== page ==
Suspense-Thriller author Jeb Bohn

By Jeb Bohn

summer vacation

summer vacation

Confession time.

Phew, deep breath.

I am, in fact, an only child.

Okay, judge away, I can take it.

While I grew up without siblings, I did have cousins who were close in age. The catch? They live in Colorado. Yeah, your boy couldn’t catch a break.

Still, we would drive out every summer, pick them up, and bring them to North Carolina for a couple of months. We would go to the beach and King’s Dominion. We’d listen to music (96 was such a good year!) and stay up until the local affiliates started airing wanted posters.

Good times indeed.

The Sands of Time

As we neared 18, those summer excursions drew to an end. In the years since—I won’t say how many—I’ve seen my beloved cousins maybe five times.

You know how it goes: you get older, gain more responsibilities, and your free time dwindles. 

Then, one day you look in the mirror, see that white hairs have taken over your beard, and sit back waiting for death’s sweet embrace.

Excuse me while I cry in the corner.

Last year, my mom and her two sisters bought a house in North Myrtle Beach. It’s a nice house in a great location, not caught in the thick of the touristy jungle.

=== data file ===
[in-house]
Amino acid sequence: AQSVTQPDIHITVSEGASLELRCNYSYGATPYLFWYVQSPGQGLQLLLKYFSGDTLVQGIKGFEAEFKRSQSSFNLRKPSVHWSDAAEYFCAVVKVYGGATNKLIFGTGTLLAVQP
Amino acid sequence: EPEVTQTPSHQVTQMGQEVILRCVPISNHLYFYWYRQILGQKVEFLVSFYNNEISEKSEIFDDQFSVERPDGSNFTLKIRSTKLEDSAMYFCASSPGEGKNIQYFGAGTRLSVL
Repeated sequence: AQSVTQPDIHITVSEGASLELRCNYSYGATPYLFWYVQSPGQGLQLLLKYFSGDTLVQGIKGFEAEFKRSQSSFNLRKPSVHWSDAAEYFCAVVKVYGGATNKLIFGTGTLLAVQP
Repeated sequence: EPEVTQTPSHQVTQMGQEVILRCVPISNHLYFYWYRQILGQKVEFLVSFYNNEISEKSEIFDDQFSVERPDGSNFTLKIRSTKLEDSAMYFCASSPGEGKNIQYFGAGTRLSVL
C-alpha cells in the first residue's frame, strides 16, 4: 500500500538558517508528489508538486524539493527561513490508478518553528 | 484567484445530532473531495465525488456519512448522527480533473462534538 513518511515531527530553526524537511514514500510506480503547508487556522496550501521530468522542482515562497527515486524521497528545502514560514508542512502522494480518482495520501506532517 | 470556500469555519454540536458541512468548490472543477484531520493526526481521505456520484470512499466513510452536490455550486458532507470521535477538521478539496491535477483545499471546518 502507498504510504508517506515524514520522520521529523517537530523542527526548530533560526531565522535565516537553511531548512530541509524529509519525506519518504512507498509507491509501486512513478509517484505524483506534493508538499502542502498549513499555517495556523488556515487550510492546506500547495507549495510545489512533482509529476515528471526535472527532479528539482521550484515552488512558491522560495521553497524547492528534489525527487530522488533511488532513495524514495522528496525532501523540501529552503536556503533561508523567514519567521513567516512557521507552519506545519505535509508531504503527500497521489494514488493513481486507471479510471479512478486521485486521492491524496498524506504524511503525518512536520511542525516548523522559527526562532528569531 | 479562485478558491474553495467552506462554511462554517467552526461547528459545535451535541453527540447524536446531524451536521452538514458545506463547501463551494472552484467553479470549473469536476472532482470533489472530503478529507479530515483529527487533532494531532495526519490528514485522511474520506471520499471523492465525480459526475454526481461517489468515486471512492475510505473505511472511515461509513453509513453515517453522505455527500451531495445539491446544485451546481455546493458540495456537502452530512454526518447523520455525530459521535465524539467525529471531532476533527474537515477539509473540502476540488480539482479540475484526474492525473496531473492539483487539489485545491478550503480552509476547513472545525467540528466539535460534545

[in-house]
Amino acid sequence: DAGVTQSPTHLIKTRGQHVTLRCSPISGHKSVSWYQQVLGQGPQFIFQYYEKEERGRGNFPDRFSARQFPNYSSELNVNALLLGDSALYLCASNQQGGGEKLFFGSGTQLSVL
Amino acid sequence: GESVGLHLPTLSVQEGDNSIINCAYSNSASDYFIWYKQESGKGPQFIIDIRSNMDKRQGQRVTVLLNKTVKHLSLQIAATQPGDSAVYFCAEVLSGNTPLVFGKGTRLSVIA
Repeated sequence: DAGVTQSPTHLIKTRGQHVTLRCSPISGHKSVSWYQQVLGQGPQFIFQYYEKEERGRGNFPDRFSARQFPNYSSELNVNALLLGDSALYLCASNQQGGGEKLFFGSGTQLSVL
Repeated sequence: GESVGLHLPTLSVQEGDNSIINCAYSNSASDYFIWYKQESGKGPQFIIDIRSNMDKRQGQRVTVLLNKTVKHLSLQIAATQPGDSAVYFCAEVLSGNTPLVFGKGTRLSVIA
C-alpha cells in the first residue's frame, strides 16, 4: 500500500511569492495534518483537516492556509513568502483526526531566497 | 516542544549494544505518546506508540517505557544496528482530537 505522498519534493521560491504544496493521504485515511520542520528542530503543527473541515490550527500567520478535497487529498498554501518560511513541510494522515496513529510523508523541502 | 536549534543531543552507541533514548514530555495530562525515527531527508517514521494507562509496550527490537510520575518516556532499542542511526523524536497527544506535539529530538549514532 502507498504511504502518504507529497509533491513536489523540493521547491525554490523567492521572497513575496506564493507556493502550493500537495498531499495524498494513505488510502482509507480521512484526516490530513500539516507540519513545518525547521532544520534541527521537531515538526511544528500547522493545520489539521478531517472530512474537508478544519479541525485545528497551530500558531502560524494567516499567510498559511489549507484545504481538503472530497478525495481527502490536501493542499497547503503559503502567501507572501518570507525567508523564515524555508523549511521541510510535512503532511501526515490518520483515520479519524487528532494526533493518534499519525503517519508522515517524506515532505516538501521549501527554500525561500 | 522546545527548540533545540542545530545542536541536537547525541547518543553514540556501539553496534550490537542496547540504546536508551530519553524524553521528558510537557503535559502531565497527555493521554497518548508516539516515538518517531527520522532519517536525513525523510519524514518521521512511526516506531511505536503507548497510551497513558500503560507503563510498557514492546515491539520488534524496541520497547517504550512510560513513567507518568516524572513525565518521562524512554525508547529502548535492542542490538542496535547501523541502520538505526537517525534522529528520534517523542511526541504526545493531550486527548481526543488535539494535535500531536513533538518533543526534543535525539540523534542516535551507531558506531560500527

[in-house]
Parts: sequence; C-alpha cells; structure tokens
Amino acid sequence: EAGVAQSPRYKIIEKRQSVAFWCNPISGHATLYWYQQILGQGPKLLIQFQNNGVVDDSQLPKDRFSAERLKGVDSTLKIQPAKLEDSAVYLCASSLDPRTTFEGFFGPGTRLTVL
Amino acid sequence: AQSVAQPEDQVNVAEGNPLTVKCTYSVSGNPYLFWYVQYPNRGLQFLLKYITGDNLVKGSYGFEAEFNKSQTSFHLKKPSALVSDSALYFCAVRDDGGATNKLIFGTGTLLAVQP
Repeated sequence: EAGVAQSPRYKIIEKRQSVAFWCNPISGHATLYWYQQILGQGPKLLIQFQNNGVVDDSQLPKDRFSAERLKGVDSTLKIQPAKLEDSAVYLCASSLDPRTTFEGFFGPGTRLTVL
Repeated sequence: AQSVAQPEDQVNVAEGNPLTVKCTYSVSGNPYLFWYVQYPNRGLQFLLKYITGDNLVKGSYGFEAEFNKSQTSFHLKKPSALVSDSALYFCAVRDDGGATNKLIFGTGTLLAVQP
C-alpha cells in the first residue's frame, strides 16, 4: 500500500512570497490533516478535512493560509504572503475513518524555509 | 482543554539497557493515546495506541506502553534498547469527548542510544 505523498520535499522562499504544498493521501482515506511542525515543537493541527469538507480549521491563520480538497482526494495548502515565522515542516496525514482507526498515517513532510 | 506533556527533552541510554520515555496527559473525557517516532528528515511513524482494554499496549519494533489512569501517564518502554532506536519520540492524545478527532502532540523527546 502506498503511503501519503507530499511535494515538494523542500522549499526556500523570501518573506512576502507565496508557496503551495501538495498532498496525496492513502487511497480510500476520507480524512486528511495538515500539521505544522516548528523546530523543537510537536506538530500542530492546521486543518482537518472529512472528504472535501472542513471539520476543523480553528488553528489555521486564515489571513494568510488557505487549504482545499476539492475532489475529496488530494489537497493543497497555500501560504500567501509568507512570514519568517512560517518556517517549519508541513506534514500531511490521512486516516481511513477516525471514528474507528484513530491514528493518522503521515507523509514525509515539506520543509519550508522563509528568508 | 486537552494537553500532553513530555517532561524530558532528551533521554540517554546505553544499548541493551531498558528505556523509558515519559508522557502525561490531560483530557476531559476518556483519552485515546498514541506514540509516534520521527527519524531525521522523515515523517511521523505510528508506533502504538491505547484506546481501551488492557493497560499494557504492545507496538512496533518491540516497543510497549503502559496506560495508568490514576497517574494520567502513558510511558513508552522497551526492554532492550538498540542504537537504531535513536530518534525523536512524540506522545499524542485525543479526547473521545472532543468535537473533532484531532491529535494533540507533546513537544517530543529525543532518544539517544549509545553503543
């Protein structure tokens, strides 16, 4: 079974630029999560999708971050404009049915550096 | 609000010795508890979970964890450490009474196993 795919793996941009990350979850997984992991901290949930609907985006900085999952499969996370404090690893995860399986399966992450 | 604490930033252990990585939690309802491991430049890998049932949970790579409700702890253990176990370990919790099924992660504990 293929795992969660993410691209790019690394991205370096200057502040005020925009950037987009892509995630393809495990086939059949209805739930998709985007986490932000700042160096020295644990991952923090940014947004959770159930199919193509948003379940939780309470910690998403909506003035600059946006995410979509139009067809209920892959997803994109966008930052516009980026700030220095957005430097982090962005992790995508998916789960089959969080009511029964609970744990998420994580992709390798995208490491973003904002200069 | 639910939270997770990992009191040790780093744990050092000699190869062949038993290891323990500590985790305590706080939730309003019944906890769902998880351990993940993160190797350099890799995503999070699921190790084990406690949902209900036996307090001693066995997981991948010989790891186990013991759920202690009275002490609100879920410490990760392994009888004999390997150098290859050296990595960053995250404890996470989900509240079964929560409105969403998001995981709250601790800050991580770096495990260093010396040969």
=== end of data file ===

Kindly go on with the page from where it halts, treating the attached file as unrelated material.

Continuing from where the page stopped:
So, now that their mom was on the other side of the country, a visit seems in order, no?

I made the now-familiar trek to their new house. Once there, my cousin promptly greeted me. We hadn’t seen each other in three years, but—as with all strong relationships—it was as if no time had passed.

We drank, reminisced, played mini golf, drank, went to the beach, saw the sights, and drank.

One of the highlights came when we took a two-night excursion to The Seahawk, a motor lodge in Atlantic Beach, NC.

Now, The Seahawk isn’t the fanciest place to stay. It does, however, have great beach access. More than that, it’s a place we visited every summer as kids.

Memories flooded back of playing Mortal Kombat II in the arcade at Jungleland (now a trailer park; R.I.P.) and spending hours cooking under the sun as we played in the waves.

No, it wasn’t the same as the halcyon 1990s. We’re older now, carrying the weight of adulthood. We all have stressors we never imagined when we spent an hour trying to perfect Kung Lao’s hat toss decapitation.

This time, I would dare say, was even better. With age comes the appreciation of having so much family together. The joy in watching as a loved one sits in a decrepit chair only to be spilled onto the ground. The simple laughter in watching your cousin fail spectacularly at exiting a hammock.

Good times.

Eventually, the excess bourbon led to slight dehydration which exacerbated the aches of our advanced ages. Still, I wouldn’t change a thing.

Now, with the trip drawing to a close—and my laptop’s battery dancing dangerously close to death—I’m left with a familiar mixture of sadness and joy. When will I see my cousins again? What will transpire in our lives between now and then?

Despite the anxiety that needles my brain, I’m choosing to cling to the new memories we’ve made over the past week. Nothing in the future is given.

That said, this has been one hell of a week, even for a jaded old man like myself.

Til we meet again…

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